Rainfall amounts of 3 to 4.5 inches have been reported while another 1.5 to 3 inches were expected over the next few hours.
Wolf later said he was sending emergency resources to Bucks County to provide support following severe weather in the southeastern part of the state.
Threats of potentially catastrophic tornado damage
It’s not just the flooding that’s worrying officials — it’s tornadoes, too.
A tornado watch was issued for eastern Pennsylvania, Delaware and New Jersey until 10 p.m. ET.
And a tornado watch was issued for the Northeast, which includes portions of northern New Jersey, southern New York and Connecticut. The watch, which includes New York City, lasts until 1 a.m. ET.
Just before 6:30 p.m. ET on Wednesday, a confirmed tornado was located about 11 miles southwest of Gloucester, New Jersey, and was moving northeast at 40 mph.
“I looked out my driver’s window and saw the swirling clouds and debris flying toward me,” Kristi Johnston, who recorded the videos, told CNN. “I rolled my window down and it sounded like a train coming. I hung up on my husband and started to drive away from it. It was extremely scary.”
A tornado emergency was issued for Bristol, Croydon and Burlington along the New Jersey, Pennsylvania border, just south of Trenton, New Jersey, until 7:30 p.m. ET Wednesday, the National Weather Service said. A tornado emergency is the highest level of a tornado warning and means a tornado is ongoing and the damage may be catastrophic.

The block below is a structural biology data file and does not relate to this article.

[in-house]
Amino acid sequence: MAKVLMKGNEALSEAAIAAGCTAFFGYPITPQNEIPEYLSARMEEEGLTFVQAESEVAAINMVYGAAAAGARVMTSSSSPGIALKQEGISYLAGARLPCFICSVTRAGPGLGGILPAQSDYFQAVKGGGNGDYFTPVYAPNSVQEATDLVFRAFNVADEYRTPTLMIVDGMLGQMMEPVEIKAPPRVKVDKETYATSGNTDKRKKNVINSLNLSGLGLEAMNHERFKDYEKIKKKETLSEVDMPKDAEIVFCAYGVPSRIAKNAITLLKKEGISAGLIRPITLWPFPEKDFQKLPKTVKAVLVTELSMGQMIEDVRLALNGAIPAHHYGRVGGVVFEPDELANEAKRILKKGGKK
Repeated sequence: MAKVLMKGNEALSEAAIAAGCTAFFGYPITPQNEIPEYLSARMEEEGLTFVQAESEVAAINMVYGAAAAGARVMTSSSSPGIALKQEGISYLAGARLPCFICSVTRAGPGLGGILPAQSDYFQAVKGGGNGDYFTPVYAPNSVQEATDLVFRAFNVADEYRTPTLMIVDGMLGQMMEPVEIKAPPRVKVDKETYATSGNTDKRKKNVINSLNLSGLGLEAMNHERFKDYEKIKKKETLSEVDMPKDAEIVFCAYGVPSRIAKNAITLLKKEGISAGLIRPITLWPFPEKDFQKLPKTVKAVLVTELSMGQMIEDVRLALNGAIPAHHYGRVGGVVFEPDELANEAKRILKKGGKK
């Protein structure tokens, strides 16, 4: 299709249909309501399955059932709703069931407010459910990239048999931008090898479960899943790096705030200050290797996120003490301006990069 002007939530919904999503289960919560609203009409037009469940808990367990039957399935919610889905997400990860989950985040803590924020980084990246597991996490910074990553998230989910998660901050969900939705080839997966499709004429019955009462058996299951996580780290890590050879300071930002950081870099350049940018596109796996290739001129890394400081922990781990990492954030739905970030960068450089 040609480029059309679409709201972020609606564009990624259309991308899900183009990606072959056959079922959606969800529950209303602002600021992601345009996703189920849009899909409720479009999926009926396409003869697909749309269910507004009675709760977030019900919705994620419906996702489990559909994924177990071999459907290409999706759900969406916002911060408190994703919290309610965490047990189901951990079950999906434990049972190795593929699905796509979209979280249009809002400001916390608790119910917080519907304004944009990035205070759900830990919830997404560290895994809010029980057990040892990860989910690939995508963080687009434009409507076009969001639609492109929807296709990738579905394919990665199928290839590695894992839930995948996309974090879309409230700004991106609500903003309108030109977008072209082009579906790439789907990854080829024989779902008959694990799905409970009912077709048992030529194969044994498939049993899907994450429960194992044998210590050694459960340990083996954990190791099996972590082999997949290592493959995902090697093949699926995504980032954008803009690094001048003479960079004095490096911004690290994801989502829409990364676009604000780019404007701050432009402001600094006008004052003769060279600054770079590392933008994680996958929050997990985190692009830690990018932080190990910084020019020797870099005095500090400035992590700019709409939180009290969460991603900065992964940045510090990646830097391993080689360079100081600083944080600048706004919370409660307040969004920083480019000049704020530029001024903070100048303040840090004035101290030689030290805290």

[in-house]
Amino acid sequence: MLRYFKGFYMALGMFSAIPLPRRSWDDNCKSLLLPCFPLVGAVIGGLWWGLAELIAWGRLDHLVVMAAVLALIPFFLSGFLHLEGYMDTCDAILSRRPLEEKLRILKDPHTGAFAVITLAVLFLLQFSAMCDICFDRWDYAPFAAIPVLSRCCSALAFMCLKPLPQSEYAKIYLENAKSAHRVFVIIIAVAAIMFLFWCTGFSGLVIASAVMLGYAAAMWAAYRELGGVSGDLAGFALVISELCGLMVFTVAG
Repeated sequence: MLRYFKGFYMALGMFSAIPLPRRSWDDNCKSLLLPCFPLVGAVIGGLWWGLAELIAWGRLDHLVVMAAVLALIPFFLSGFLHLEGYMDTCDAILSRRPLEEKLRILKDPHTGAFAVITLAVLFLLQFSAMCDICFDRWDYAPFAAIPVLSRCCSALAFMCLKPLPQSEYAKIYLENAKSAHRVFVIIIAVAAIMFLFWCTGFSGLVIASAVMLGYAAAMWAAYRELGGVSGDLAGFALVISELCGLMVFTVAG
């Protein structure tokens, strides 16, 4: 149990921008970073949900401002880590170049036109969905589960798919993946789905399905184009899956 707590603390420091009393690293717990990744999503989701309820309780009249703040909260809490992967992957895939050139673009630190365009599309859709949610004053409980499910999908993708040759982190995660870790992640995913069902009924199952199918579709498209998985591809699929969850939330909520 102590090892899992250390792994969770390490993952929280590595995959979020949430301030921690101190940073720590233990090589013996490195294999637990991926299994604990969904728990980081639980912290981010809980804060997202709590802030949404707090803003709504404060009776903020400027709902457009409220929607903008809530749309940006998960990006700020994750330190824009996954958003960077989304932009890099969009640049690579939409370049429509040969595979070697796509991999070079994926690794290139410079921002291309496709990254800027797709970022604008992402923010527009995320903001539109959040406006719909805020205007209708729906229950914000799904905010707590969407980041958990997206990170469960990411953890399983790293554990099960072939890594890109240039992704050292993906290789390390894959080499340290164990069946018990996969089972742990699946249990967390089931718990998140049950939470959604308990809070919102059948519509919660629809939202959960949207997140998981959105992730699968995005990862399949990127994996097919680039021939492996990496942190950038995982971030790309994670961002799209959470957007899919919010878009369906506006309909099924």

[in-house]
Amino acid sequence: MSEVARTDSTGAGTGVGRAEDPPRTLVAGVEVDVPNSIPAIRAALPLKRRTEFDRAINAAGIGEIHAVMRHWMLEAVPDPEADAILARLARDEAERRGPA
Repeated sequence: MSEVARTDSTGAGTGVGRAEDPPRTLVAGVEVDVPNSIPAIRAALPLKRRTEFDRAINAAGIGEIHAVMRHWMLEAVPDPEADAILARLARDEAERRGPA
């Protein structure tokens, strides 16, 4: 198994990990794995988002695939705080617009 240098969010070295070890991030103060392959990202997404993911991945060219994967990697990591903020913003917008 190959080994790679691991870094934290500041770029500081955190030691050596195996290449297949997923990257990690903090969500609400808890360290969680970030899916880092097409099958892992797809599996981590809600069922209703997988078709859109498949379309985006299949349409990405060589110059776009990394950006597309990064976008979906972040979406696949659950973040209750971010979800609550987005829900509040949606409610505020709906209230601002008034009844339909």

The lower level of Terminal B at Newark flooded and passengers were moved to upper levels of the terminal, the Port Authority said.
New York state agencies are bracing for Ida to possibly blanket downstate with half a foot or more of rain in some areas as well and for the threat of an isolated tornado.
Agencies are preparing response assets, New York Gov. Kathy Hochul said, with thousands of pieces of equipment ready to deploy and a 24/7 Department of Transportation command center propped up.
“New York City, Long Island, and areas in the Southern Tier, Mid-Hudson Valley and Capital District could see up to six inches of rain, with locally higher amounts, as Ida passes through the area,” the release from the governor said.
“There is also the potential for strong thunderstorms with gusty winds through early Thursday, as well as the threat of an isolated tornado, especially for downstate areas,” the release said. “Ida is expected to move quickly to the northeast with rainfall ending across eastern portions of the state by late Thursday.”
Similarities between Hurricanes Ida and Camille
“There are certainly a lot of similarities with Ida and Camille more than 50 years ago,” Miller said.
“Both storms formed in the same spot, hit near the same spot and both have a similar trajectory over the Northeast. Camille’s floods in the northeast were deadly.”
Camille first hit the US as a dangerous Category 5 hurricane along the central Gulf Coast in August 1969.
The storm followed a path very similar to Ida through Tennessee, Kentucky and off the mid-Atlantic coast.
CNN’s Amanda Jackson, Raja Razek, Christina Maxouris, Monica Garrett, Judson Jones, Colin McCullough, Taylor Ward, Tanika Gray, Patrick Cornell, Kiely Westhoff, Mirna Alsharif, Kristina Sgueglia and Eric Levenson contributed to this report.